We lived on a hill that sloped into a lake.
Smallmouth bass tickled our ankles,
minnows shadowed rocks
The fish were timeless,
light as tendrils,
displayed by sun and moon,
the rotations of light, a water clock
under the skin,
they swam the same waters,
free in ways that I have not known.
Water so clear I almost choked,
seeing dead eyes staring from a sheath of skin
lost on the bottom
to all but swimmers.
The small ghosts that wait and catch.
Sometimes I'd lean out my bedroom window,
watching my insomniac father,
full of nerves
lodged with pills and drink,
dragging the lake with his boat,
catching what he couldn't see.
He stood out on the edge of the craft,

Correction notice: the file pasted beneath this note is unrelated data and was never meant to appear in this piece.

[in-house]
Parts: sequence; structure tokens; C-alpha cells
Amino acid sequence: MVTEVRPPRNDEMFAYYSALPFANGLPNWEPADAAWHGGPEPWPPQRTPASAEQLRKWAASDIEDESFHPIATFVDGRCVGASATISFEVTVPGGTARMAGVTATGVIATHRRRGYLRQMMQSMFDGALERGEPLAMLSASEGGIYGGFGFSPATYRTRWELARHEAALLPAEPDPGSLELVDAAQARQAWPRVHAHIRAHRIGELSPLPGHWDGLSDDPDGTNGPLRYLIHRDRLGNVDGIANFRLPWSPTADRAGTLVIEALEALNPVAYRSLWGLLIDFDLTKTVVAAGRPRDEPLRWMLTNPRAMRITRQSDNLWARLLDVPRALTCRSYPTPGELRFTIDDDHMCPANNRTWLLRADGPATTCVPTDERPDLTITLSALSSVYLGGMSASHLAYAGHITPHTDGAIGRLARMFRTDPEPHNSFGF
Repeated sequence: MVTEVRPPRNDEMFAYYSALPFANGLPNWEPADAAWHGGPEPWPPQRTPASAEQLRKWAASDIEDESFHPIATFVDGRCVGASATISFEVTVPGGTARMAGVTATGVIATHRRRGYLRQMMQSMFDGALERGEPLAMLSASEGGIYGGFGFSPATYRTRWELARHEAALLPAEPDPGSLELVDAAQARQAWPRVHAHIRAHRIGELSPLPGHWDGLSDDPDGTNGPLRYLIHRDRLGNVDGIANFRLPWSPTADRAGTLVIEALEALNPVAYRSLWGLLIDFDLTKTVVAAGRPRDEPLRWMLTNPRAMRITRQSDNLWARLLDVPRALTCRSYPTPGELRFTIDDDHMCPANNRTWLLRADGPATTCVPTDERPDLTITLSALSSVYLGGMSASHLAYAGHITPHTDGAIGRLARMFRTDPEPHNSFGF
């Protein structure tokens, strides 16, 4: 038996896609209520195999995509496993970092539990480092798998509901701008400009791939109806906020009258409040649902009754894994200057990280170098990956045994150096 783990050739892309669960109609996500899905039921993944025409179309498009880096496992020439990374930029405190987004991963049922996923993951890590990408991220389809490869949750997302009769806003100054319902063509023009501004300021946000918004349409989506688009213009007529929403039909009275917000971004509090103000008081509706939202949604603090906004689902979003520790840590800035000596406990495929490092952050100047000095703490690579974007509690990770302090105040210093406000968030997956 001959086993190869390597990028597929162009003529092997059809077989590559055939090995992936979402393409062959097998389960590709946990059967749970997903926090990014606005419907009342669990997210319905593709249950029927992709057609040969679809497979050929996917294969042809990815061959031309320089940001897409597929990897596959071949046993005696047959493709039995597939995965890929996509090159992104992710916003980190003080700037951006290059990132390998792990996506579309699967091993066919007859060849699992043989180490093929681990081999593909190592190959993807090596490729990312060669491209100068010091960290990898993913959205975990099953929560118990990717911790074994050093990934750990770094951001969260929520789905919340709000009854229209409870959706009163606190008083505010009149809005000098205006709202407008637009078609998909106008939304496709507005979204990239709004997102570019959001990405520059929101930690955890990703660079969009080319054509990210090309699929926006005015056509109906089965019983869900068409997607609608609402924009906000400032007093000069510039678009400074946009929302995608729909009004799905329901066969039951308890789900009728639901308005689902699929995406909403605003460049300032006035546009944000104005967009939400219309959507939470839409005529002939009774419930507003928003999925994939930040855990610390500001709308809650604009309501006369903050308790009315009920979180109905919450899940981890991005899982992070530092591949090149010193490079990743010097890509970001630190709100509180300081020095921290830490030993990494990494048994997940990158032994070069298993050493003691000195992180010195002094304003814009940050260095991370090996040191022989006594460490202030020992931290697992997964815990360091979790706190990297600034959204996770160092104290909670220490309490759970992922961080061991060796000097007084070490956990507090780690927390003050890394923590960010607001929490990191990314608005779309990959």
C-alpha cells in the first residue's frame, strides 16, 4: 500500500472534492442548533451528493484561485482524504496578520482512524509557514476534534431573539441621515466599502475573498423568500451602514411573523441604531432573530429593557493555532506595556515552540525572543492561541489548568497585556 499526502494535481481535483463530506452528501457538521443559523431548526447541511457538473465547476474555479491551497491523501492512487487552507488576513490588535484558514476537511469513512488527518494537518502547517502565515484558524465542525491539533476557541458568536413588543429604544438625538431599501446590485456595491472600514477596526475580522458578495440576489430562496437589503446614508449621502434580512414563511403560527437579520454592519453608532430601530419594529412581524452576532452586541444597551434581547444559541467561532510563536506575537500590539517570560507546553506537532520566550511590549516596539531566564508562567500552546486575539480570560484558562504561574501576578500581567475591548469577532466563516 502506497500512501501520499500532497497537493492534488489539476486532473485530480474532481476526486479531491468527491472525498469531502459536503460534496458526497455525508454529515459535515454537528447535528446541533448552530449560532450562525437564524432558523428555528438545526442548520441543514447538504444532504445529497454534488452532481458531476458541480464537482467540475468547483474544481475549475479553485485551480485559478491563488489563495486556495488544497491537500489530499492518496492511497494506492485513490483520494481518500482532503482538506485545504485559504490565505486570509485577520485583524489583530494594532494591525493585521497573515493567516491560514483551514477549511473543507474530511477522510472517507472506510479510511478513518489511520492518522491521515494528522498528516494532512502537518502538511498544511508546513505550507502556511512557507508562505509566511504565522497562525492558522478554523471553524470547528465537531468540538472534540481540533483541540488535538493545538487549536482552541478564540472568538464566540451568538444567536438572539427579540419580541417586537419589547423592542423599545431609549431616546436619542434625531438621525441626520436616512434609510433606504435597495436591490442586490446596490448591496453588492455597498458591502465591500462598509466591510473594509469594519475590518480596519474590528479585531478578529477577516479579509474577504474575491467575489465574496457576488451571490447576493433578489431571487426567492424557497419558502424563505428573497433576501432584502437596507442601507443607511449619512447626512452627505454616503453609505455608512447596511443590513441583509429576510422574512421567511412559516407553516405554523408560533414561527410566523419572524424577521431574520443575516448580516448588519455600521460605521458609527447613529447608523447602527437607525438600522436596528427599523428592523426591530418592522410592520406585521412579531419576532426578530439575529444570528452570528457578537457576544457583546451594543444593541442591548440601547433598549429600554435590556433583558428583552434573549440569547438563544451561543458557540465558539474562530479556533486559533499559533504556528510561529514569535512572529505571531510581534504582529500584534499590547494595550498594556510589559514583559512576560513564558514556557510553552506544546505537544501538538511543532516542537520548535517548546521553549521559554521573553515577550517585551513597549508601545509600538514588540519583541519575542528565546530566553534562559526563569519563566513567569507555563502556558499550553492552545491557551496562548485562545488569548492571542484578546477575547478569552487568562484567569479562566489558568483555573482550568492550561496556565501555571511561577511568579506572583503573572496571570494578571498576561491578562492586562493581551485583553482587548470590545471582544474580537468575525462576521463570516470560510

wobbling his pole,
among the quicksilver, bluegills which outran him for years,
more easily than any daughter could.
Ann Robinson has retired from the Marin County Superior Courts after twenty-five years. She currently owns a farming operation with sister in Arkansas. Her work has been published in American Literary Review, Connecticut Review, Fourteen Hills, Hiram Poetry Review, Natural Bridge, Poet Lore, Spoon River Review, and Valparaiso. Her book of poems, Stone Window, published by Bark for Me Publications, came out in January 2014.